To study the frequency and nature of intraoperative and early postoperative complications after glaucoma surgeries depending on several factors.
The study retrospectively analyzed 87 outpatient records and case histories of patients with primary open-angle glaucoma (POAG). All subjects had undergone standard trabeculectomy. The indication for surgical treatment was deterioration of visual function associated with increased intraocular pressure (IOP). During the follow-up, an assessment was made of intraoperative and early postoperative complications, as well as factors leading to their development.
During the observation period, the most frequently developing complications were found to be ciliochoroidal detachment – in 22 (25.8%) patients, and hyphema – in 12 (13.8%). One of the reasons for these complications is a significant, sometimes critical change in intraocular pressure when cutting open the eye. Isolated intraocular hypotension without signs of ciliochoroidal detachment was detected in 15 (17.24%) patients. Postoperative hypertension was found in 18 (20.68%) patients. Scarring of the newly created outflow tracts of intraocular fluid was the obvious cause of ophthalmic hypertension in 5 patients. In 16 (18.4%) cases, pronounced vascularization was found at the site of surgical intervention.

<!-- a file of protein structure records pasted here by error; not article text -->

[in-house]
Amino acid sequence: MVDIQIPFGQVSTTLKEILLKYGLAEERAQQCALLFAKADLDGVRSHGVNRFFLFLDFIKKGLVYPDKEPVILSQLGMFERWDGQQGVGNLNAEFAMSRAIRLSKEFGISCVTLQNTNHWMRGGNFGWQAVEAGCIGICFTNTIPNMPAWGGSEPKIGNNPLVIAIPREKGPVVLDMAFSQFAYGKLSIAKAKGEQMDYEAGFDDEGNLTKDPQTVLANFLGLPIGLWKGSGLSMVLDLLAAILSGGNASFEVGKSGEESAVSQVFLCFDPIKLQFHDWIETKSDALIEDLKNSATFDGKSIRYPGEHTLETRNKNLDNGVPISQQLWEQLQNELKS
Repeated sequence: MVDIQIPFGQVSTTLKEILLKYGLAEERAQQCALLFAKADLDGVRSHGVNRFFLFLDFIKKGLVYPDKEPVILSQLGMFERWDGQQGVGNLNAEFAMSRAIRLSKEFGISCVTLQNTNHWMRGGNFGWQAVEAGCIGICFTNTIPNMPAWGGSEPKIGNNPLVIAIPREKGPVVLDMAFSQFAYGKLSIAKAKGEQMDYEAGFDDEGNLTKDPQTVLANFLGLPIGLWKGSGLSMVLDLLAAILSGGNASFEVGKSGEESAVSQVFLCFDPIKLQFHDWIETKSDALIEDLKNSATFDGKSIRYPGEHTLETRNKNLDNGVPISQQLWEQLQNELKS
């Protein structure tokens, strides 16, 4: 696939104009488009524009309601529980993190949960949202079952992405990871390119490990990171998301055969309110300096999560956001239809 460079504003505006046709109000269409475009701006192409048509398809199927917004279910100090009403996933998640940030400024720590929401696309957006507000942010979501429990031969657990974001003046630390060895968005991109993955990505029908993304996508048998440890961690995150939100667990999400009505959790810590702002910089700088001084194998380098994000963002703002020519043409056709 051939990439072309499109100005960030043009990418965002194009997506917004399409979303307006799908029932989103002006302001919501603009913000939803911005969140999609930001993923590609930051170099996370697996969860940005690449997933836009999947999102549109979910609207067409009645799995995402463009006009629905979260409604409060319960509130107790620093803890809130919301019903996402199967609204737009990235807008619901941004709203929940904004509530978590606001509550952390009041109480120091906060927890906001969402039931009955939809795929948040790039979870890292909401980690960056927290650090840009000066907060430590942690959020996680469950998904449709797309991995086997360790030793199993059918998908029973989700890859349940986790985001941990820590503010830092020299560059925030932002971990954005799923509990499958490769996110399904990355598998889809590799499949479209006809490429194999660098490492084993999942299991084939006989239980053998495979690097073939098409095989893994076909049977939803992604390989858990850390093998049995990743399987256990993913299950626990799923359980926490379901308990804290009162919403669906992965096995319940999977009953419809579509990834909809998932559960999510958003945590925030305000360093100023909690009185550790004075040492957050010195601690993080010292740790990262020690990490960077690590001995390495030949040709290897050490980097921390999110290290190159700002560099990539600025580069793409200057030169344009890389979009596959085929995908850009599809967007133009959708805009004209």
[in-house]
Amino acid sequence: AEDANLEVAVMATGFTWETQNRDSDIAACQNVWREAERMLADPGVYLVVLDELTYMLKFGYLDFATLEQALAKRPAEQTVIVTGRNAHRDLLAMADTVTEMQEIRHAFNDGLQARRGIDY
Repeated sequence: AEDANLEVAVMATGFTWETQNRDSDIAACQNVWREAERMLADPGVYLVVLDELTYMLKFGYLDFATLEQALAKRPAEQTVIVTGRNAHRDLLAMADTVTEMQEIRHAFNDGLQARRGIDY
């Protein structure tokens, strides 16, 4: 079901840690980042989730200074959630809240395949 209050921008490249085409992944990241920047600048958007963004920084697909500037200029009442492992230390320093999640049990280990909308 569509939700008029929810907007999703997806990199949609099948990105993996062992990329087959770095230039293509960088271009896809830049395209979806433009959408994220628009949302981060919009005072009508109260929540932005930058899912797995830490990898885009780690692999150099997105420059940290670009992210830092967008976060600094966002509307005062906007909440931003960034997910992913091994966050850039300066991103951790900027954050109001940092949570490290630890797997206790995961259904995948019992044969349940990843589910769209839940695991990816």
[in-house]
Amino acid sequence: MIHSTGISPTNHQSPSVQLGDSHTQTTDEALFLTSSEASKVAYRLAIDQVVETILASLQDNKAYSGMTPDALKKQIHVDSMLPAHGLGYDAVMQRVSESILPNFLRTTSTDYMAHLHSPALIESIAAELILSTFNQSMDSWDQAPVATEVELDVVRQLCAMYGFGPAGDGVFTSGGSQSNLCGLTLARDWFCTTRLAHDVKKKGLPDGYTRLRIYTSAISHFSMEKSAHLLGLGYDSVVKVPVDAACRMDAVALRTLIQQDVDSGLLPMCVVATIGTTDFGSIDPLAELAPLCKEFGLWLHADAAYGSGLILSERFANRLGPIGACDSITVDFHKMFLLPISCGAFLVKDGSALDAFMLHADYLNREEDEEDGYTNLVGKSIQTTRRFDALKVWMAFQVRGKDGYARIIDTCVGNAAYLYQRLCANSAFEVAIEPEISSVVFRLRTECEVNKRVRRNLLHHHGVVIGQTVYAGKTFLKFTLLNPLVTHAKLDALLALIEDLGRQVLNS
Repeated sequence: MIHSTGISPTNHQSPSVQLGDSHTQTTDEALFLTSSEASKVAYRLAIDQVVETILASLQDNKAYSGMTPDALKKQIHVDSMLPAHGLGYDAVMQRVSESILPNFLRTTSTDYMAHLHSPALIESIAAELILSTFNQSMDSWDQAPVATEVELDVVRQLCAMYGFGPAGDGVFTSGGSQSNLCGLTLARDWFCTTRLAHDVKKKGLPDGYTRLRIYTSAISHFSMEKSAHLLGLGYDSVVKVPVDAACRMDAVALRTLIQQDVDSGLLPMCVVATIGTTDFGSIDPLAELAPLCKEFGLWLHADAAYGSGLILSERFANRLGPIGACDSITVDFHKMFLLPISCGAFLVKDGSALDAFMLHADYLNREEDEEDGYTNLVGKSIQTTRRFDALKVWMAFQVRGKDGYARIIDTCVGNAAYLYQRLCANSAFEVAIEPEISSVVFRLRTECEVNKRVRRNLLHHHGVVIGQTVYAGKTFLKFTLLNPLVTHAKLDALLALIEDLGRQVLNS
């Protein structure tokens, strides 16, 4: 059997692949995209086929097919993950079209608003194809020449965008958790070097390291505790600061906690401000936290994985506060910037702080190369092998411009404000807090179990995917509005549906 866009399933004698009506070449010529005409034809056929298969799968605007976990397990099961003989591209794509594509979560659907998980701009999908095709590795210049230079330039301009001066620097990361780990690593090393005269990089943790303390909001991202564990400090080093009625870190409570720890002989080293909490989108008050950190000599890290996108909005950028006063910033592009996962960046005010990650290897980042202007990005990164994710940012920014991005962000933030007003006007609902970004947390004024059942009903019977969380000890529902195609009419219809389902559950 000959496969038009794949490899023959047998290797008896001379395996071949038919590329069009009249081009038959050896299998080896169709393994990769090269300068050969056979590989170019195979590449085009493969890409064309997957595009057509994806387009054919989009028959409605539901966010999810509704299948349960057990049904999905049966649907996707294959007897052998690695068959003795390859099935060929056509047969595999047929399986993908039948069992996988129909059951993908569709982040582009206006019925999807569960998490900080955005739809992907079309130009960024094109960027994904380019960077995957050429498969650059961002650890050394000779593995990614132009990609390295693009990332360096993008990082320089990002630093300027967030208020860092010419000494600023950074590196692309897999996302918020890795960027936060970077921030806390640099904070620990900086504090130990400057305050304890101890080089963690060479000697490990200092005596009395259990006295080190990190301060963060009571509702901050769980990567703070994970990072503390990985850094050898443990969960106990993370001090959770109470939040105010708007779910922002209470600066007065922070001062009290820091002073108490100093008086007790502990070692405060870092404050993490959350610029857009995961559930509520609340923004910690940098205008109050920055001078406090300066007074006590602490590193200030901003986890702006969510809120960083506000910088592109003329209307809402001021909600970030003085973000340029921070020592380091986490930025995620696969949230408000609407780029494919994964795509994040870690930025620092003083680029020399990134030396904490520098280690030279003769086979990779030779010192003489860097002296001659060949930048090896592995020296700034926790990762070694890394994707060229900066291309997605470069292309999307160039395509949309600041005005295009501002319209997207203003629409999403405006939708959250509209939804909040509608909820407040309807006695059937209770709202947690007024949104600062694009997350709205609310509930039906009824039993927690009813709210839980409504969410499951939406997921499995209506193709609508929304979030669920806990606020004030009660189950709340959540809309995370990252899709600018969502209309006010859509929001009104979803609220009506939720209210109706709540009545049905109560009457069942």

The most significant factors that have a possible impact on the outcome of glaucoma surgery – specifically, its hypotensive effect – are: age, duration of local antihypertensive therapy, comorbid somatic pathology, and the initial IOP level.